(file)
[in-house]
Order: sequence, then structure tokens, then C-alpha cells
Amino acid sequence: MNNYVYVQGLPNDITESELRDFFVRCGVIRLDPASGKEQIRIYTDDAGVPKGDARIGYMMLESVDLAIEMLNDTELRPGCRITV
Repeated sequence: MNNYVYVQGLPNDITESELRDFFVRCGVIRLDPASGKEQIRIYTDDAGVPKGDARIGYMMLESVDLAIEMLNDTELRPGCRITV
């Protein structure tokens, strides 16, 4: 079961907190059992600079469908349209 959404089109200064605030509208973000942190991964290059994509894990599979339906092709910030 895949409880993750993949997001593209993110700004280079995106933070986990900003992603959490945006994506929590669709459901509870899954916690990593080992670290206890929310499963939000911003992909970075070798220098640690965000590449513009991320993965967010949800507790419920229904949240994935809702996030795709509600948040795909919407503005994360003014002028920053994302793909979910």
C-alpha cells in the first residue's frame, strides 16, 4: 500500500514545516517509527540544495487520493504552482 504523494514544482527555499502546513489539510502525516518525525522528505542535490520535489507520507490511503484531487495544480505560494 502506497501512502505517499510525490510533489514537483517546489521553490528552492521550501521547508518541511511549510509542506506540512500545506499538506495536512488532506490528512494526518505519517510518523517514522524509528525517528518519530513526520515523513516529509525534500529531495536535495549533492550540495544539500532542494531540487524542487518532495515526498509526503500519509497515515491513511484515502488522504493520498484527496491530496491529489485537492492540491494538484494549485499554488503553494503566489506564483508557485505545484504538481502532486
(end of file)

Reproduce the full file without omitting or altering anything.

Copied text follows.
[in-house]
Order: sequence, then structure tokens, then C-alpha cells
Amino acid sequence: MNNYVYVQGLPNDITESELRDFFVRCGVIRLDPASGKEQIRIYTDDAGVPKGDARIGYMMLESVDLAIEMLNDTELRPGCRITV
Repeated sequence: MNNYVYVQGLPNDITESELRDFFVRCGVIRLDPASGKEQIRIYTDDAGVPKGDARIGYMMLESVDLAIEMLNDTELRPGCRITV
């Protein structure tokens, strides 16, 4: 079961907190059992600079469908349209 959404089109200064605030509208973000942190991964290059994509894990599979339906092709910030 895949409880993750993949997001593209993110700004280079995106933070986990900003992603959490945006994506929590669709459901509870899954916690990593080992670290206890929310499963939000911003992909970075070798220098640690965000590449513009991320993965967010949800507790419920229904949240994935809702996030795709509600948040795909919407503005994360003014002028920053994302793909979910």
C-alpha cells in the first residue's frame, strides 16, 4: 500500500514545516517509527540544495487520493504552482 504523494514544482527555499502546513489539510502525516518525525522528505542535490520535489507520507490511503484531487495544480505560494 502506497501512502505517499510525490510533489514537483517546489521553490528552492521550501521547508518541511511549510509542506506540512500545506499538506495536512488532506490528512494526518505519517510518523517514522524509528525517528518519530513526520515523513516529509525534500529531495536535495549533492550540495544539500532542494531540487524542487518532495515526498509526503500519509497515515491513511484515502488522504493520498484527496491530496491529489485537492492540491494538484494549485499554488503553494503566489506564483508557485505545484504538481502532486